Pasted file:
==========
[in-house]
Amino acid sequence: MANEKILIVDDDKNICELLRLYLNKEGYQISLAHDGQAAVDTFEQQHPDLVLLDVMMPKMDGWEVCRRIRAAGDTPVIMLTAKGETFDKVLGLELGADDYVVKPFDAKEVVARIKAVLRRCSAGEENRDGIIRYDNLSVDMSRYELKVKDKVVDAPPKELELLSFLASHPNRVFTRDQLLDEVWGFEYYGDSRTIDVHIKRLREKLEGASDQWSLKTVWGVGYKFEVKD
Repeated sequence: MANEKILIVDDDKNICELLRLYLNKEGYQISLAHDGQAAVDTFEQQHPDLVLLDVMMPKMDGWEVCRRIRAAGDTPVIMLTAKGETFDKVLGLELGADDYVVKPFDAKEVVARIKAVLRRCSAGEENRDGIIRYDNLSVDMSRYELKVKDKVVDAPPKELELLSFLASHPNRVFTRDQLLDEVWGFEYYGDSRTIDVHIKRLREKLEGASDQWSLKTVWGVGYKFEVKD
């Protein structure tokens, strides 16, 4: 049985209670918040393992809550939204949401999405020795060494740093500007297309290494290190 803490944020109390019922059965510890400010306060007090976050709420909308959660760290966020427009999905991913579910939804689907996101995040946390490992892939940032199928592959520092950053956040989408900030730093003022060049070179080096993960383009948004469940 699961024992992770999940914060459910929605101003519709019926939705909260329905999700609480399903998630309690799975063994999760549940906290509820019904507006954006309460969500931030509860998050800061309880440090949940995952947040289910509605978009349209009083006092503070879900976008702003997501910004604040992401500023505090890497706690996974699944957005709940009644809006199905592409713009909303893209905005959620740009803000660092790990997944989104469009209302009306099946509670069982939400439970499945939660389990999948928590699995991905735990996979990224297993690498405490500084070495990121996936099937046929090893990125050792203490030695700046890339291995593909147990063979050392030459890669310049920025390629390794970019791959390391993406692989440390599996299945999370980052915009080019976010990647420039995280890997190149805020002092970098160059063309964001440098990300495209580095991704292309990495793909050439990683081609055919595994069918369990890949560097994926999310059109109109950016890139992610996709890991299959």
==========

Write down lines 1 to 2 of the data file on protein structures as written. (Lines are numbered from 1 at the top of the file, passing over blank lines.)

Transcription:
[in-house]
Amino acid sequence: MANEKILIVDDDKNICELLRLYLNKEGYQISLAHDGQAAVDTFEQQHPDLVLLDVMMPKMDGWEVCRRIRAAGDTPVIMLTAKGETFDKVLGLELGADDYVVKPFDAKEVVARIKAVLRRCSAGEENRDGIIRYDNLSVDMSRYELKVKDKVVDAPPKELELLSFLASHPNRVFTRDQLLDEVWGFEYYGDSRTIDVHIKRLREKLEGASDQWSLKTVWGVGYKFEVKD